[RFC PATCH 2/2] selinux: add capability to map anon inode types to separate classes

Ondrej Mosnacek omosnace at redhat.com
Fri Apr 23 13:41:25 UTC 2021

On Thu, Apr 22, 2021 at 3:21 PM Stephen Smalley
<stephen.smalley.work at gmail.com> wrote:
> On Wed, Apr 21, 2021 at 1:14 PM Ondrej Mosnacek <omosnace at redhat.com> wrote:
> >
> > Unfortunately, the approach chosen in commit 29cd6591ab6f ("selinux:
> > teach SELinux about anonymous inodes") to use a single class for all
> > anon inodes and let the policy distinguish between them using named
> > transitions turned out to have a rather unfortunate drawback.
> >
> > For example, suppose we have two types of anon inodes, "A" and "B", and
> > we want to allow a set of domains (represented by an attribute "attr_x")
> > certain set of permissions on anon inodes of type "A" that were created
> > by the same domain, but at the same time disallow this set to access
> > anon inodes of type "B" entirely. Since all inodes share the same class
> > and we want to distinguish both the inode types and the domains that
> > created them, we have no choice than to create separate types for the
> > cartesian product of (domains that belong to attr_x) x ("A", "B") and
> > add all the necessary allow and transition rules for each domain
> > individually.
> >
> > This makes it very impractical to write sane policies for anon inodes in
> > the future, as more anon inode types are added. Therefore, this patch
> > implements an alternative approach that assigns a separate class to each
> > type of anon inode. This allows the example above to be implemented
> > without any transition rules and with just a single allow rule:
> >
> > allow attr_x self:A { ... };
> >
> > In order to not break possible existing users of the already merged
> > original approach, this patch also adds a new policy capability
> > "extended_anon_inode_class" that needs to be set by the policy to enable
> > the new behavior.
> >
> > I decided to keep the named transition mechanism in the new variant,
> > since there might eventually be some extra information in the anon inode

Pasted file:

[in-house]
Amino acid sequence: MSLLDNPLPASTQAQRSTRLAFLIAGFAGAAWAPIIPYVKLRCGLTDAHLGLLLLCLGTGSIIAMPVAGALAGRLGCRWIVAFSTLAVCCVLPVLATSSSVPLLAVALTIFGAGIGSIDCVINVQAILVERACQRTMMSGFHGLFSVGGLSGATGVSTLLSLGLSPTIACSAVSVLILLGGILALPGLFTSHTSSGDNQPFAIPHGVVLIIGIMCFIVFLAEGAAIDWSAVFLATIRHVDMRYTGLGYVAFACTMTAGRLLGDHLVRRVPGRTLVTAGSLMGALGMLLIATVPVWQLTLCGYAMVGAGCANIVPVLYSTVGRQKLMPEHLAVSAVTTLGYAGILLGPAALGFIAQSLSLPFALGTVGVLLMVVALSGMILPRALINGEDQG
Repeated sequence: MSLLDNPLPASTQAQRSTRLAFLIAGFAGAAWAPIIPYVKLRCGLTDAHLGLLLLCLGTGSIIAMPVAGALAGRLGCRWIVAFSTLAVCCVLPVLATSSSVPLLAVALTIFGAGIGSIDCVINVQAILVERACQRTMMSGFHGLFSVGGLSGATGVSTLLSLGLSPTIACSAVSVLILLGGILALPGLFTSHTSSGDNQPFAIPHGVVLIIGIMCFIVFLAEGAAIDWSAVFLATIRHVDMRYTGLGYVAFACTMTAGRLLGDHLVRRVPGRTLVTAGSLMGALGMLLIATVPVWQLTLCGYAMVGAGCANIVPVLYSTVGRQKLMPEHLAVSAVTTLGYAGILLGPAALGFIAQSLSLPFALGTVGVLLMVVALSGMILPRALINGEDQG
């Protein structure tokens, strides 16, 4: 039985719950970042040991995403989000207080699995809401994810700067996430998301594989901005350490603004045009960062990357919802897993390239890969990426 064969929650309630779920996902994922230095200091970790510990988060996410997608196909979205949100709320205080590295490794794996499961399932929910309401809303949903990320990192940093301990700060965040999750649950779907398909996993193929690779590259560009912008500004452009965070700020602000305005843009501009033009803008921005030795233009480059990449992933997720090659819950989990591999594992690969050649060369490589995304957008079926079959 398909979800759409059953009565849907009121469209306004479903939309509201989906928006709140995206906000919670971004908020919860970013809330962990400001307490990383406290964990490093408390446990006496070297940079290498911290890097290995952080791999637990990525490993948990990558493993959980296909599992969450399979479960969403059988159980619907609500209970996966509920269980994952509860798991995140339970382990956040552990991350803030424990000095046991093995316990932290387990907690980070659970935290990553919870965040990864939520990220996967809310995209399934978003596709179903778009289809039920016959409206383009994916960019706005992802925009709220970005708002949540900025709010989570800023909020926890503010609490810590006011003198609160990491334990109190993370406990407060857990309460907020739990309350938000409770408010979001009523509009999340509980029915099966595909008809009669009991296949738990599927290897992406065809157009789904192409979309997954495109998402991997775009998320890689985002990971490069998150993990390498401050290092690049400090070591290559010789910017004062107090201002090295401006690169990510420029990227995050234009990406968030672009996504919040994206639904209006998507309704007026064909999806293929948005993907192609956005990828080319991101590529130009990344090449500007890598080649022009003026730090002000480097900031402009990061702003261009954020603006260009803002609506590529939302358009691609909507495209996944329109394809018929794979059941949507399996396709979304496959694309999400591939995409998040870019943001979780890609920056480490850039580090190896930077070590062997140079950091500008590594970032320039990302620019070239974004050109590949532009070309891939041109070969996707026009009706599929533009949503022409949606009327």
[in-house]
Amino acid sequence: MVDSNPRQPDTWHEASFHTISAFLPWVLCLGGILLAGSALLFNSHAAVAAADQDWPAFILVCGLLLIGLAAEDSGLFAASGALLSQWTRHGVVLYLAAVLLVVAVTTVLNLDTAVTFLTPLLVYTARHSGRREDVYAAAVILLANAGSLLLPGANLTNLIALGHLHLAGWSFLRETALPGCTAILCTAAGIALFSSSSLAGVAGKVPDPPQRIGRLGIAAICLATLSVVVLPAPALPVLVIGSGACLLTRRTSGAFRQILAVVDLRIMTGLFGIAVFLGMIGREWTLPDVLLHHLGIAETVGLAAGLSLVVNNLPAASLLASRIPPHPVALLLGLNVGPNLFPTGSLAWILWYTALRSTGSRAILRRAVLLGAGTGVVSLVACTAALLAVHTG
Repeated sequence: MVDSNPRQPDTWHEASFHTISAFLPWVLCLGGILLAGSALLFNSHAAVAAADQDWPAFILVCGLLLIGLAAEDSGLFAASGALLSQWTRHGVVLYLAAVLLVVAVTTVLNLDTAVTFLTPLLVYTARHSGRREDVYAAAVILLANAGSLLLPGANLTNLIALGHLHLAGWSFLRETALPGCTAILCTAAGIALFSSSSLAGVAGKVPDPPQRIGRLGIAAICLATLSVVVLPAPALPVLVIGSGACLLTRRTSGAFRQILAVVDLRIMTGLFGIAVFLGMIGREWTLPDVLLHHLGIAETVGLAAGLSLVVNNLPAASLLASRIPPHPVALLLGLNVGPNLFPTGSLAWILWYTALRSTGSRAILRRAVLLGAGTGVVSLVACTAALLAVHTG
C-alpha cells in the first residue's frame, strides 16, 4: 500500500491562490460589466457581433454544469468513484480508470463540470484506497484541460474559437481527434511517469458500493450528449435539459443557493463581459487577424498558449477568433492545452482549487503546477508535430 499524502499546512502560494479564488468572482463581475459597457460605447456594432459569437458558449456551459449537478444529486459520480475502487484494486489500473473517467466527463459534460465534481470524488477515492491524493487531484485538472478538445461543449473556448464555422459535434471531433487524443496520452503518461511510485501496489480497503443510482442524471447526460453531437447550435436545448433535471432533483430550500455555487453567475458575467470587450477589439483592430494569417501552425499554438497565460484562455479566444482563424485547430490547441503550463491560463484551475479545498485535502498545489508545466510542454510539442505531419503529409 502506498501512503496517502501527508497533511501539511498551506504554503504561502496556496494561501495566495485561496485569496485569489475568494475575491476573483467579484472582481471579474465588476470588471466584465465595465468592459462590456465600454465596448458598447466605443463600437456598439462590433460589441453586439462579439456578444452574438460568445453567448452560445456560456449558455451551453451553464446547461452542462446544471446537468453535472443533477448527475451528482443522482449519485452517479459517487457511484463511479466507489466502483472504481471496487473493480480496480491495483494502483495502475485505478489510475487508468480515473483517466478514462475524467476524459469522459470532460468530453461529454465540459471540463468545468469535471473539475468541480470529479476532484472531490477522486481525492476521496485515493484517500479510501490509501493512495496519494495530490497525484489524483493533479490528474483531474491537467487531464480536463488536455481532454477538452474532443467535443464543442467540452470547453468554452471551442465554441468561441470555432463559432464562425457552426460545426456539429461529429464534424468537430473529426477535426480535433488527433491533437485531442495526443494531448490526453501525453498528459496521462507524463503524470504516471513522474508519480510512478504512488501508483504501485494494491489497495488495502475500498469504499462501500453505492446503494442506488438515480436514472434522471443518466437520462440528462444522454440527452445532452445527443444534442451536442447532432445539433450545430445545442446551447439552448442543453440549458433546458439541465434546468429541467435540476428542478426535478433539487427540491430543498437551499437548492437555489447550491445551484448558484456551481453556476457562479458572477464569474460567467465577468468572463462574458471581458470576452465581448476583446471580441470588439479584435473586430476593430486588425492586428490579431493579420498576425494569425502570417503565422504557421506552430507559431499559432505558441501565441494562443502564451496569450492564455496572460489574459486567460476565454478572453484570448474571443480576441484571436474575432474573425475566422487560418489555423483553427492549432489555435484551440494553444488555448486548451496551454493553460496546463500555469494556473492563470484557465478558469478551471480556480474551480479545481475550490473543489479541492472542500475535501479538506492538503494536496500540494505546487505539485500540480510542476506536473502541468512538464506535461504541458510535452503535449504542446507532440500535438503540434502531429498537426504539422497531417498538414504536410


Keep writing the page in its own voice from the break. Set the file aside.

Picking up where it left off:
> > name that could be used in transitions.
> >
> > One minor annoyance is that the kernel still expects the policy to
> > provide both classes (anon_inode and userfaultfd) regardless of the
> > capability setting and if one of them is not defined in the policy, the
> > kernel will print a warning when loading the policy. However, it doesn't
> > seem worth to work around that in the kernel, as the policy can provide
> > just the definition of the unused class(es) (and permissions) to avoid
> > this warning. Keeping the legacy anon_inode class with some fallback
> > rules may also be desirable to keep the policy compatible with kernels
> > that only support anon_inode.
> >
> > Signed-off-by: Ondrej Mosnacek <omosnace at redhat.com>
> NAK.  We do not want to introduce a new security class for every user
> of anon inodes - that isn't what security classes are for.
> For things like kvm device inodes, those should ultimately use the
> inherited context from the related inode (the /dev/kvm inode itself).
> That was the original intent of supporting the related inode.

Hmm, so are you implying that anon inodes should be thought of the
same as control /dev nodes? I.e. that even though there may be many
one-time actual inodes created by different processes, they should be
thought of as a single "static interface" to the respective kernel
functionality? That would justify having a common type/label for all
of them, but I'm not sure if it doesn't open some gap due to the
possibility to pass the associated file descriptors between processes
(as AFAIK, these can hold some context)...

I thought this was supposed to resemble more the way BPF, perf_event,
etc. support was implemented - the BPF and perf_event fds are also
anon inodes under the hood, BTW - where each file descriptor is
considered a separate object that inherits the label of its creator
and there is some class separation (e.g. bpf vs. perf_event).

Ondrej Mosnacek
Software Engineer, Linux Security - SELinux kernel
Red Hat, Inc.

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